The punitive damages award of $50,000 was too small, and though Neuros is not seeking more, we cannot forbear to note that the conduct of KTurbo was outrageous and that it is a substantial company. It should have been ordered to pay substantial punitive damages. In ordering the slap-on-the-wrist award that he did the district judge may have been concerned that any multiple of general damages greater than five would run afoul of the Supreme Court’s decisions placing tight limitations, in the name of due process, on the ratio of punitive to compensatory damages. In State Farm Mutual Automobile Ins. Co. v. Campbell, 538 U.S. 408, 425, 123 S.Ct. 1513, 155 L.Ed.2d 585 (2003), the Court said that “few awards [of punitive damages] exceeding a single-digit ratio between punitive and compensatory damages, to a significant degree, will satisfy due process…. [F]our times the amount of compensatory damages might be close to the line of constitutional impropriety.” But the Court quickly added that there was merely “a presumption against an award that has a 145-to-1 ratio,” id. at 426, 123 S.Ct. 1513 (emphasis added) — the award the lower court had upheld — and as we explained in Mathias v. Accor Economy Lodging, Inc., 347 F.3d 672 (7th Cir. 2003), the presumption can be rebutted in cases in which the award of compensatory damages is very small, as indeed the Supreme Court had indicated in the State Farm case, 538 U.S. at 425, 123 S.Ct. 1513; see also BMW of North America, Inc. v. Gore, 517 U.S. 559, 582-83, 116 S.Ct. 1589, 134 L.Ed.2d 809 (1996); Kunz v. DeFelice, 538 F.3d 667, 679 (7th Cir.2008); Alexander v. City of Milwaukee, 474 F.3d 437, 454 (7th Cir.2007). “The proper focus of analysis of the ratio itself is the adequacy of the combined award of compensatory and punitive damages to motivate the prosecution of a meritorious claim. If compensatory damages are slight, a single-digit ratio is likely to be insufficient.” Gavin v. AT & T Corp., 464 F.3d 634, 641 (7th Cir.2006).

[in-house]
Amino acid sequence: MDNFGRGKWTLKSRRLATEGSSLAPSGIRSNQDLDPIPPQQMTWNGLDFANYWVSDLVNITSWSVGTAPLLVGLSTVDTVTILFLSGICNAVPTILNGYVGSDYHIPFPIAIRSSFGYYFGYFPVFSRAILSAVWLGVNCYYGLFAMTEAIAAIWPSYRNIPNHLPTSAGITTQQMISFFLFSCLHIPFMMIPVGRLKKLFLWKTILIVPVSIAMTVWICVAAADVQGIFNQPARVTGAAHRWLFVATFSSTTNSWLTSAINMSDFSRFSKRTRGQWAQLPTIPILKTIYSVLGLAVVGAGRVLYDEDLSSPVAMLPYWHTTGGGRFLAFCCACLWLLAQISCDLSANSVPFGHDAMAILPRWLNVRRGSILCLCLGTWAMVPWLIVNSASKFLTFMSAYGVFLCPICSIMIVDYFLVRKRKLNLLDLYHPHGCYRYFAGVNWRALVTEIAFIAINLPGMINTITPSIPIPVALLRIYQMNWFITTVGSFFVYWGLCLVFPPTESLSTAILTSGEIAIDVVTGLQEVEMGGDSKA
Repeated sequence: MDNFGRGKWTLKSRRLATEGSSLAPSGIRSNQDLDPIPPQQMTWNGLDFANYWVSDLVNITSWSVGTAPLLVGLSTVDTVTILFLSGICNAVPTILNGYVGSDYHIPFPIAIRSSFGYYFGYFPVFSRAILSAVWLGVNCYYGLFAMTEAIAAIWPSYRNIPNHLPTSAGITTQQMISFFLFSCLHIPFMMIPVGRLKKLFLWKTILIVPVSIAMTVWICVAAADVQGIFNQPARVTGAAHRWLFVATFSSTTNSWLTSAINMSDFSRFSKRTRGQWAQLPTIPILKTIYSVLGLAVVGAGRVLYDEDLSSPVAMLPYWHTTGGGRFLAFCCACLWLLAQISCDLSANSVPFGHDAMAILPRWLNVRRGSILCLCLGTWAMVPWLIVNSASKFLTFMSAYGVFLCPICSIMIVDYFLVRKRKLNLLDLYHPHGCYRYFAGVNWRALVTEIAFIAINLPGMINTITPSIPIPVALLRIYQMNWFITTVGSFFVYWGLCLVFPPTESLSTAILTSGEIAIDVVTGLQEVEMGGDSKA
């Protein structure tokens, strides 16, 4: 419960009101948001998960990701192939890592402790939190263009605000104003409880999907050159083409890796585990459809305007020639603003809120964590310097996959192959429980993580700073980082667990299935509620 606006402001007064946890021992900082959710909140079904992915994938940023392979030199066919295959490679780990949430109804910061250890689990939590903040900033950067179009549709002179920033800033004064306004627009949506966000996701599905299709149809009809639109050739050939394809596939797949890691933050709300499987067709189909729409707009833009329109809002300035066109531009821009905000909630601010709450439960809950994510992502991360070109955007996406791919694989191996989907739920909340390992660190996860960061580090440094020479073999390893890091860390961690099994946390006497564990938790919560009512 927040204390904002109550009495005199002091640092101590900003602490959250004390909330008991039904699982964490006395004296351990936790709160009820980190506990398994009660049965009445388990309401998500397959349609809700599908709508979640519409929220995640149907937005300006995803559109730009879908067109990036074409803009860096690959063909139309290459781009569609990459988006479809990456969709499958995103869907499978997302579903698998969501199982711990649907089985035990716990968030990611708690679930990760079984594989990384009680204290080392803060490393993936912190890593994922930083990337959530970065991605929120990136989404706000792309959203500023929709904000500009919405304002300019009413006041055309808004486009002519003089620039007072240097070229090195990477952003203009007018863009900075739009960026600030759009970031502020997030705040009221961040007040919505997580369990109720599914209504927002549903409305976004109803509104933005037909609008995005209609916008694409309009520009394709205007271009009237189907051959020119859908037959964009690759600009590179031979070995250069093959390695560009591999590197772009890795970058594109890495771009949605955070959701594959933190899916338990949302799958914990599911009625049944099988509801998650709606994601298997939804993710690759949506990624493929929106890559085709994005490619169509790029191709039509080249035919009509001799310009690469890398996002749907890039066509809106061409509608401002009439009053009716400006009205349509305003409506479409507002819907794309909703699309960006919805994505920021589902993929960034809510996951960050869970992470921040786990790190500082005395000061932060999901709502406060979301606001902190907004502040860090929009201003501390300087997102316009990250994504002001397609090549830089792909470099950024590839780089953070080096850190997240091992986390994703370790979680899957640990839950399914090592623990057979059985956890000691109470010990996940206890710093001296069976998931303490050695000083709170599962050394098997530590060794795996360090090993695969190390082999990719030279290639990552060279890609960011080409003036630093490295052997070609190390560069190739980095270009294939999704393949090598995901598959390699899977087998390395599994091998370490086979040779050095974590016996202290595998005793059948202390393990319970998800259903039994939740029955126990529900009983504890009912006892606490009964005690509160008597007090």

The gravity of the injury to the victim of a wrongful act is only one consideration in determining a proper penalty, as is obvious if one thinks of punishments, often severe, for criminal attempts that inflict no injury at all. Or if one considers the factors that enter into the determination of fines for crimes committed by firms and other organizations. See, e.g., U.S.S.G. § 8C2.4(a). A principal goal of punishment is deterrence, and in the Mathias case an award of punitive damages capped at $20,000 ($40,000 for the two plaintiffs), as urged by the defendant because that would be four times the compensatory award, would have had a negligible deterrent effect. That may be true of the award of $50,000 in this case, considering the potential gains to KTurbo had it succeeded in expelling its foremost competitor from the North American market. It should consider itself fortunate that Neuros hasn’t challenged the adequacy of the punitive-damages award.